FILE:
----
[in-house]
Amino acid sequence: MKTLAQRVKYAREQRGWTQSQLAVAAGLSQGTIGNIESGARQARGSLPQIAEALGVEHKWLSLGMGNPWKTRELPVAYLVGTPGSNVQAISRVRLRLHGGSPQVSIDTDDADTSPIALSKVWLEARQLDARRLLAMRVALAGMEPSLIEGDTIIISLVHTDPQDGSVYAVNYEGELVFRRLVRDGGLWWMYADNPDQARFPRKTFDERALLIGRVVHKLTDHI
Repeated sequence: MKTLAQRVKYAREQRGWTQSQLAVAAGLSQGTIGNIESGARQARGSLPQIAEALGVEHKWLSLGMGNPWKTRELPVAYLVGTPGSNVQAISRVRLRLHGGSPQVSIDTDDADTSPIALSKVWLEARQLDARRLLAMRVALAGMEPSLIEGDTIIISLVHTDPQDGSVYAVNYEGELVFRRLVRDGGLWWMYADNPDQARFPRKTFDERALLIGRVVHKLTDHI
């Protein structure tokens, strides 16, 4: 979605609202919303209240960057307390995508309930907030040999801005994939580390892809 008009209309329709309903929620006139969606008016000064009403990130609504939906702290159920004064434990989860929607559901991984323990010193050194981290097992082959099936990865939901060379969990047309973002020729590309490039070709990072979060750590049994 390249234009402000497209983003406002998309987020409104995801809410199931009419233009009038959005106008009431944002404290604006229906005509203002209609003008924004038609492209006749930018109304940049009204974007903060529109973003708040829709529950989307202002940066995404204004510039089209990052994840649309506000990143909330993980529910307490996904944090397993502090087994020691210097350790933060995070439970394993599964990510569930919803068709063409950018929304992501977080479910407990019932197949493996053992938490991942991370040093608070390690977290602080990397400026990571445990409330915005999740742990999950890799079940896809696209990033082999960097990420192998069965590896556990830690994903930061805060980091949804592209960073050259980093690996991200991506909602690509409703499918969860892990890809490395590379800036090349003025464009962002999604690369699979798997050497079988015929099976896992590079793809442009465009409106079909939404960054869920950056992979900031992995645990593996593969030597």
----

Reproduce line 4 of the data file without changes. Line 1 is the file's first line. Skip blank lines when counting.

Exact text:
């Protein structure tokens, strides 16, 4: 979605609202919303209240960057307390995508309930907030040999801005994939580390892809 008009209309329709309903929620006139969606008016000064009403990130609504939906702290159920004064434990989860929607559901991984323990010193050194981290097992082959099936990865939901060379969990047309973002020729590309490039070709990072979060750590049994 390249234009402000497209983003406002998309987020409104995801809410199931009419233009009038959005106008009431944002404290604006229906005509203002209609003008924004038609492209006749930018109304940049009204974007903060529109973003708040829709529950989307202002940066995404204004510039089209990052994840649309506000990143909330993980529910307490996904944090397993502090087994020691210097350790933060995070439970394993599964990510569930919803068709063409950018929304992501977080479910407990019932197949493996053992938490991942991370040093608070390690977290602080990397400026990571445990409330915005999740742990999950890799079940896809696209990033082999960097990420192998069965590896556990830690994903930061805060980091949804592209960073050259980093690996991200991506909602690509409703499918969860892990890809490395590379800036090349003025464009962002999604690369699979798997050497079988015929099976896992590079793809442009465009409106079909939404960054869920950056992979900031992995645990593996593969030597």